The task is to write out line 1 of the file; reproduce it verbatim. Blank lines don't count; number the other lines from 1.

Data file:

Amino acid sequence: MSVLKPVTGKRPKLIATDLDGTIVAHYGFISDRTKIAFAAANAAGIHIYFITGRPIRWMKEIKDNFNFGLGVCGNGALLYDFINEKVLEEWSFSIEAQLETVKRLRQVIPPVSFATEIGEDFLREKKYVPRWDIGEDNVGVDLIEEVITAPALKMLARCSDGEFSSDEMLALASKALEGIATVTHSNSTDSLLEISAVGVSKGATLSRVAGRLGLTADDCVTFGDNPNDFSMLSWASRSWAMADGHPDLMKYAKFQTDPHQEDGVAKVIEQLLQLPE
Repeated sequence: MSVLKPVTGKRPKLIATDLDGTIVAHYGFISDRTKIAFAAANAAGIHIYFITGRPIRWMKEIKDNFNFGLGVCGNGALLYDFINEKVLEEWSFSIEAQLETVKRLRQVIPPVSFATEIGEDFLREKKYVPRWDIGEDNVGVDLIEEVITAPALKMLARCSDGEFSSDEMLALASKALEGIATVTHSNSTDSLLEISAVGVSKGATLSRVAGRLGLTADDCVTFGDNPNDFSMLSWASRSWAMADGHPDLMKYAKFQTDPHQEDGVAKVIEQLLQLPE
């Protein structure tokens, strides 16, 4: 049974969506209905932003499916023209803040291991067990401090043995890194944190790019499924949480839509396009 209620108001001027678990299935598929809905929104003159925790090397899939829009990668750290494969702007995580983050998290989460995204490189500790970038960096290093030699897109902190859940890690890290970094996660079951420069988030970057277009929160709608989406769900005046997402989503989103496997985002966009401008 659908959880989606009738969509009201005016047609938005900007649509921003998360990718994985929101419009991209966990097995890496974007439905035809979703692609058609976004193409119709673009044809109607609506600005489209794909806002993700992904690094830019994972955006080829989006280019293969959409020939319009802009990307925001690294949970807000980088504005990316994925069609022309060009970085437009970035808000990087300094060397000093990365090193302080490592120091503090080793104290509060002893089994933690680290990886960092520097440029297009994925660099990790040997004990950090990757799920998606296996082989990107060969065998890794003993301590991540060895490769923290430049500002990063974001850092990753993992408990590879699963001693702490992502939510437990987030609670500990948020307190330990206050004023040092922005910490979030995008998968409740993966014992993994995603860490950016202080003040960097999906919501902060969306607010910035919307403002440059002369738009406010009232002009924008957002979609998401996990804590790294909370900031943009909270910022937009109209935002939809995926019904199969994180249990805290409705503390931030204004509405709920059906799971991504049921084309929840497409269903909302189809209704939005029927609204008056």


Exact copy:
Amino acid sequence: MSVLKPVTGKRPKLIATDLDGTIVAHYGFISDRTKIAFAAANAAGIHIYFITGRPIRWMKEIKDNFNFGLGVCGNGALLYDFINEKVLEEWSFSIEAQLETVKRLRQVIPPVSFATEIGEDFLREKKYVPRWDIGEDNVGVDLIEEVITAPALKMLARCSDGEFSSDEMLALASKALEGIATVTHSNSTDSLLEISAVGVSKGATLSRVAGRLGLTADDCVTFGDNPNDFSMLSWASRSWAMADGHPDLMKYAKFQTDPHQEDGVAKVIEQLLQLPE